This father knows best, or at least tells it best

By Linda C. Brinson

I’ve followed Clyde Edgerton’s writing career from the beginning, when he blasted onto the North Carolina literary scene in a storm of controversy. His first novel, Raney, poked fun at Southern Baptists, and his employer at the time, Campbell University, an affiliate of the N.C. Baptist State Convention, was not amused.

Clyde Edgerton with his three youngest children; photo courtesy of Clyde Edgerton.

Since then, Edgerton has gone on to write nine more novels, most of which manage to get a message across through humor and satire, even if readers might be enjoying themselves so much they don’t think about that message at the time.

I’ve had the pleasure of interviewing Edgerton at least three times, and maybe more, over those 28 years. Our most recent chat, by phone, came a few weeks ago while I was working on a review of his latest book for the Greensboro News & Record. The review and interview ran in Sunday’s paper, June 9, for those who have access to the print version of that newspaper. The News & Record doesn’t make book reviews and interviews available free online.

Edgerton’s latest book is a departure from his usual fare. His only previous venture into book-length nonfiction was a memoir about flying, including his experiences as a fighter pilot in Vietnam.

This new book is nonfiction musings about another kind of heroic endeavor: being a father. And, while¬†Papadaddy’s Book for New Fathers (Little, Brown, $25), is a departure for him, it’s also vintage Edgerton in many ways. There is advice in this book, some of it actually useful, and there are messages worth hearing. But mostly, this book is funny. And since part of Edgerton’s intent is to get dads of all ages to relax and enjoy their children, the humor is part of his strategy. Humor also, as he told me in our interview, is about the only way he can write. If he tries to be too serious, bad things happen.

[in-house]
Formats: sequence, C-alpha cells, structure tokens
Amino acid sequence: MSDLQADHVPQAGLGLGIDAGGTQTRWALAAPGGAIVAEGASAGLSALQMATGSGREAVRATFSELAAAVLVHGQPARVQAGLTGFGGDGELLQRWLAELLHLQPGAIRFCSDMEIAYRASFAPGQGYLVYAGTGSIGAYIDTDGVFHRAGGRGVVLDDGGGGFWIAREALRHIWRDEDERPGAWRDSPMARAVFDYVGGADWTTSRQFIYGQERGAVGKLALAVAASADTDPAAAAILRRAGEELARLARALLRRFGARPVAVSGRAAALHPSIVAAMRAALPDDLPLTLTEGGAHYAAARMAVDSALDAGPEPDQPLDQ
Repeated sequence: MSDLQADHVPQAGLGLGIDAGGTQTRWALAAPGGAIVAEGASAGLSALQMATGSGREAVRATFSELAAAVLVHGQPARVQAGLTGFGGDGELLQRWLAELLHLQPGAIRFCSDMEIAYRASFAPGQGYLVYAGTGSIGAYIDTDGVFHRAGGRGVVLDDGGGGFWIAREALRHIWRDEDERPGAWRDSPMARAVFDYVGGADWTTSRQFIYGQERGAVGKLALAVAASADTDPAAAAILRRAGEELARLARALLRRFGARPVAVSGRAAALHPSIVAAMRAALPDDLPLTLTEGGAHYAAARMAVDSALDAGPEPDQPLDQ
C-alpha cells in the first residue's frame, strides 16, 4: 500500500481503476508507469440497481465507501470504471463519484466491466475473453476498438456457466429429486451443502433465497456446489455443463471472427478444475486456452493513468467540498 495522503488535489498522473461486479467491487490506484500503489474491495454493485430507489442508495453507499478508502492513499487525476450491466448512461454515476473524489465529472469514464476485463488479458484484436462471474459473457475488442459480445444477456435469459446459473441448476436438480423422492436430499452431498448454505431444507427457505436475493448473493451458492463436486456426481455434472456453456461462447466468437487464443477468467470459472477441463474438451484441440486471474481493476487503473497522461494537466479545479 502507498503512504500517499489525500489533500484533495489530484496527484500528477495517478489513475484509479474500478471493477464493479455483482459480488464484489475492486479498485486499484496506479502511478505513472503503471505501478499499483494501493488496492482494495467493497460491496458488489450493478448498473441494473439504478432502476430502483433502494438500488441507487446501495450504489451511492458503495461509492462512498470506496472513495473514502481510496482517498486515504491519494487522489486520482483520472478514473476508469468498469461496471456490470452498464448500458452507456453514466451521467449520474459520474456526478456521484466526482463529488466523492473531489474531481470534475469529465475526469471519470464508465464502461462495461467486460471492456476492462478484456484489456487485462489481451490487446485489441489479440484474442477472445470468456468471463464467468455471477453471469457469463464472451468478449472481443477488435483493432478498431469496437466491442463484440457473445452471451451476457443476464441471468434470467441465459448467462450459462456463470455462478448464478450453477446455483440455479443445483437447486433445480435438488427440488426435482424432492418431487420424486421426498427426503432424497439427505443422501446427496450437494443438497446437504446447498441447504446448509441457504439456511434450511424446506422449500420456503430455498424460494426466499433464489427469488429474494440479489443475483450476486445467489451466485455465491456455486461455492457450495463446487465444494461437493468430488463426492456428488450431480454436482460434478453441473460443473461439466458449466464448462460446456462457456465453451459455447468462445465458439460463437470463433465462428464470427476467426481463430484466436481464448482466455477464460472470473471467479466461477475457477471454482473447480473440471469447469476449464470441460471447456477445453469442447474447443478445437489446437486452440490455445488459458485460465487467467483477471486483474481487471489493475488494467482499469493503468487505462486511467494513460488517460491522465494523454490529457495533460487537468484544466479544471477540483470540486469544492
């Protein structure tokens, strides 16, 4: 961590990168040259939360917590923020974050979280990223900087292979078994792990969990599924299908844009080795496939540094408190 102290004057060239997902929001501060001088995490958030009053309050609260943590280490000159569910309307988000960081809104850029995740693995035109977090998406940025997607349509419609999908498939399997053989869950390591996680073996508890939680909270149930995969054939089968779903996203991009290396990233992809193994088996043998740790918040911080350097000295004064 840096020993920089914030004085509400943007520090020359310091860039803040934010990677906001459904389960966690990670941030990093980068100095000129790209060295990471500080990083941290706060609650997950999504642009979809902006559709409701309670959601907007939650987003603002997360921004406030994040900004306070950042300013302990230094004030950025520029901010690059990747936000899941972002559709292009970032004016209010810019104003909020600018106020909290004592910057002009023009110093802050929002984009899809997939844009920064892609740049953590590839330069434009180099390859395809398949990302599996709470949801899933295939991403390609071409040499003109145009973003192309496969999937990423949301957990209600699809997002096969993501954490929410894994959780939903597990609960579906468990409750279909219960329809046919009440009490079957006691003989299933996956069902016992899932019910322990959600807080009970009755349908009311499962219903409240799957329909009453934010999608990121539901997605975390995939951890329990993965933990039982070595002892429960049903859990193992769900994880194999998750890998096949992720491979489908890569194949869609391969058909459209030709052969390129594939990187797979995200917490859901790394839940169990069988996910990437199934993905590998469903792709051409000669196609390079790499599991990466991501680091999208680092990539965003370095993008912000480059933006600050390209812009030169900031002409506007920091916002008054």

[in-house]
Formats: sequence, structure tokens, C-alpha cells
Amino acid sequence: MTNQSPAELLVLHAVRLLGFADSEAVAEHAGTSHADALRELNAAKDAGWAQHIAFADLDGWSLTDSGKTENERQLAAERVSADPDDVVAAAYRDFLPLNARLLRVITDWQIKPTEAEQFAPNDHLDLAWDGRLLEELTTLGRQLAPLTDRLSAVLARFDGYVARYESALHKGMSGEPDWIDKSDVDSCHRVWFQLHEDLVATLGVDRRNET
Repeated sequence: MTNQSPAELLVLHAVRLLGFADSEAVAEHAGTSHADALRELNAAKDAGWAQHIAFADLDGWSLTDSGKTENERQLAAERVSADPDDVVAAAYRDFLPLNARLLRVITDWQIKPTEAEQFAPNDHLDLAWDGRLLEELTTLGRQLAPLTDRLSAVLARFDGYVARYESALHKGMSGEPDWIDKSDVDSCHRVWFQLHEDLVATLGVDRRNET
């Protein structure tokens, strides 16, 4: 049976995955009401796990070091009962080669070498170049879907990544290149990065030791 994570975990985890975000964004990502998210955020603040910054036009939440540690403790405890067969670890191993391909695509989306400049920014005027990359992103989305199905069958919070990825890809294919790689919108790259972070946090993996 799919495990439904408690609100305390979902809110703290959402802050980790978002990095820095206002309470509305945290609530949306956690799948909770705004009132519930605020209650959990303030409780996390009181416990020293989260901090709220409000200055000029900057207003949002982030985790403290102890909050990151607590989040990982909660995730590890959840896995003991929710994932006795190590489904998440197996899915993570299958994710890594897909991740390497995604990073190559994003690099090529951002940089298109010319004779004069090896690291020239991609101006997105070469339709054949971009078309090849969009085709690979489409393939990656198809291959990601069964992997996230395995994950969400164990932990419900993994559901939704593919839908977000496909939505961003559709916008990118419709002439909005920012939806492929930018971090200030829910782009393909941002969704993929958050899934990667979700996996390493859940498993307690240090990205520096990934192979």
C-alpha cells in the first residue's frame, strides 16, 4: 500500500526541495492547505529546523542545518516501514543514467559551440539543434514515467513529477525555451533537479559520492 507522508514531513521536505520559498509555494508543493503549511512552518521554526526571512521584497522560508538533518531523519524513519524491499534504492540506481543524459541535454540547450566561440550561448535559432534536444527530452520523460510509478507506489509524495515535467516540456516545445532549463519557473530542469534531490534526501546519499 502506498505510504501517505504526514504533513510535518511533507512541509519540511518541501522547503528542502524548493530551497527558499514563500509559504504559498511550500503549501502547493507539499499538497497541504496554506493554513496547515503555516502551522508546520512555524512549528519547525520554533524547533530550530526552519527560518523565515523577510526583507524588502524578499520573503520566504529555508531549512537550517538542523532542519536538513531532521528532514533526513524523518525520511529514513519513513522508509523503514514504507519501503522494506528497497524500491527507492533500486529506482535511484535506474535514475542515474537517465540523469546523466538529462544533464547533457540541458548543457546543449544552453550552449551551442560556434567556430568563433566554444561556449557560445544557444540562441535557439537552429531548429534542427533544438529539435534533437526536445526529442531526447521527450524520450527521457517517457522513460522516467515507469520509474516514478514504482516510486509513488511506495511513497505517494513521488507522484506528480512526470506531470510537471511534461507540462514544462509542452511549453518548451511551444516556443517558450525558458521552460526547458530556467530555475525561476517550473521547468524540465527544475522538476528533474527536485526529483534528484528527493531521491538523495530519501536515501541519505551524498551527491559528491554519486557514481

Edgerton has good reason to consider himself something of an expert on fatherhood. At 69, he’s the father of four, ranging in age from 6 to 30. His oldest, daughter Catherine, was born to Edgerton and his first wife, Susan Ketchin, also a familiar figure in the North Carolina literary and arts scene.

The three younger children – two boys and a girl, 9, 7 and 6 – are the offspring of Edgerton and his wife Kristina. Yes, at an age when most of his contemporaries are dealing with grandkids if they’re dealing with children at all, Edgerton has been going through the stages of parenthood all over again. He told me that he thinks he may be a bit wiser as well as obviously older.

The book would be a good read for any man, of whatever age, who is about to become a first-time father. As Edgerton observed, so many parenting books lose the dads in the early chapters about breast-feeding and such. He tackles guy topics such as cussing, poop and the prospect that one’s child might one day ride off with a motorcycle gang.

Because it’s written by Clyde Edgerton, this is also an amusing read for anybody who’s ever been a father, and for anybody who’s ever been a mother as well. Edgerton told me that at book signings, many people who bought copies have told him they planned to present them to adult sons who appeared to need a little nudge toward fatherhood. This book might reassure them that being a dad isn’t completely terrifying and might even be fun as well as rewarding.



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